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Top social sales thought leaders and their specific strategies, tips and /or examples of using sales intelligence and social media

by on April 15, 2014 in Apps, Apps & Software, FaceBook, Gadgets, Google, iPhone, Lead story, LinkedIn, Metrics, Mobile, Mobile Marketing, Pinterest, Research, Retail News, Social Media, Twitter

Jon Ferrara (CEO, Nimble)

“Sales intelligence boils down to any information or context you as a salesperson use in the sales process to better establish trust, rapport, expertise and suitability of yourself or your company in order to make the sale. Ultimately, people (buyers) purchase from people they trust and want to do business with you.”

“The first specific tip is to invest in getting to know the person/people you will be selling to. This research investment used to take inordinate amounts of time and was fraught with leakage as sales professionals bounce around Google, trying to learn about a person, making mental notes and potentially even entering in data to a CRM. Better tools like Nimble @Nimble and its Smart Summary automatically bring a dossier-like summary to the contact record — in a single place, for immediate insight.”

Can you give any specific strategies, tips and/or examples of using sales intelligence and social media to engage customers and prospects during sensitive sales events?

#1 Joanne Black

“Social media has provided a new outlet to showcase your expertise — and your passion. Brick and mortar establishments are about location, location and location. The cyber-world is about content, content and content. When you provide consistent, relevant, helpful content, and answer people’s questions about your area of expertise, you quickly become known as the go-to person for your topic. Buyers will gravitate to you. You will be the expert everyone turns to for advice (and yes, to spend some money). After all, you’re not just a salesperson; you’re a thought leader.”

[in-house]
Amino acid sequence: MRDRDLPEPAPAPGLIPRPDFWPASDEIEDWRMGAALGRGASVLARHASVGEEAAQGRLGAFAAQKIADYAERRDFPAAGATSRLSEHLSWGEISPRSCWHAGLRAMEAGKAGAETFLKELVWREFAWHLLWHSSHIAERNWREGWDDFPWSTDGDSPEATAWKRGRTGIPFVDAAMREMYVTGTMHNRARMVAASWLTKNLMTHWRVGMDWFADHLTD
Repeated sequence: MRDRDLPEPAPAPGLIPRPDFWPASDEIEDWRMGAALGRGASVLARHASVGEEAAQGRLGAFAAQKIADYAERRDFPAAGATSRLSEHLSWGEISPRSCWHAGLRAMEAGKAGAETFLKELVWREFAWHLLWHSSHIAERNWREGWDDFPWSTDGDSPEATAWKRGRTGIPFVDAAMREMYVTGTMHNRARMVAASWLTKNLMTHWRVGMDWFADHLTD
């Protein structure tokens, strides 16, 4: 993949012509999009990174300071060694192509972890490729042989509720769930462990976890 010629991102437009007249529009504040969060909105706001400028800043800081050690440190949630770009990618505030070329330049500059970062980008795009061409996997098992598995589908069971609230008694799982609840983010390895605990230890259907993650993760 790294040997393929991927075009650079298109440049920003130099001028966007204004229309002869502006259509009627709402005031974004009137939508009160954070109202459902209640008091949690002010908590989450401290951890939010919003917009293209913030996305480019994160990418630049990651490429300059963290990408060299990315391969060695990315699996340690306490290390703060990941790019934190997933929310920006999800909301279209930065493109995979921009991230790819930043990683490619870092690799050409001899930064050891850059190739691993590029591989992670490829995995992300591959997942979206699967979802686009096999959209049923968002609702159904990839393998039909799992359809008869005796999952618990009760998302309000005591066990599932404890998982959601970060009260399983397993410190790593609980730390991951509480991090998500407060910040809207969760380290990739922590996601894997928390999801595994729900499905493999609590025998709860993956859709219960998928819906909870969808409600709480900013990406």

#2 Don Cooper

“Follow what I call the “Four C’s” — Community, Content, Communication and Consistency. Think about your community — both fans and strangers. What do they want from you? You build your community by publishing content that enhances their lives, not just ads for your product or service. You engage your community via two-way communication — asking them questions and responding to their questions, comments and complaints. And you have do it consistently.”

#3 Mike Damphousse

“Prospects today want to buy, they don’t want to be sold. They want to buy from people, not sales people. It sounds like pie in the sky language, but there is a difference. Using tools to personalize your sales contact can make the difference between a “no thank you” and “tell me more.” Always know something about your prospect. You can find them on social platforms such as Twitter, Facebook or LinkedIn. Then dig deeper on their corporate sites, or LinkedIn. When you approach them or engage them in a conversation, use this information. Tailor your conversation to include key points you learned about them.”


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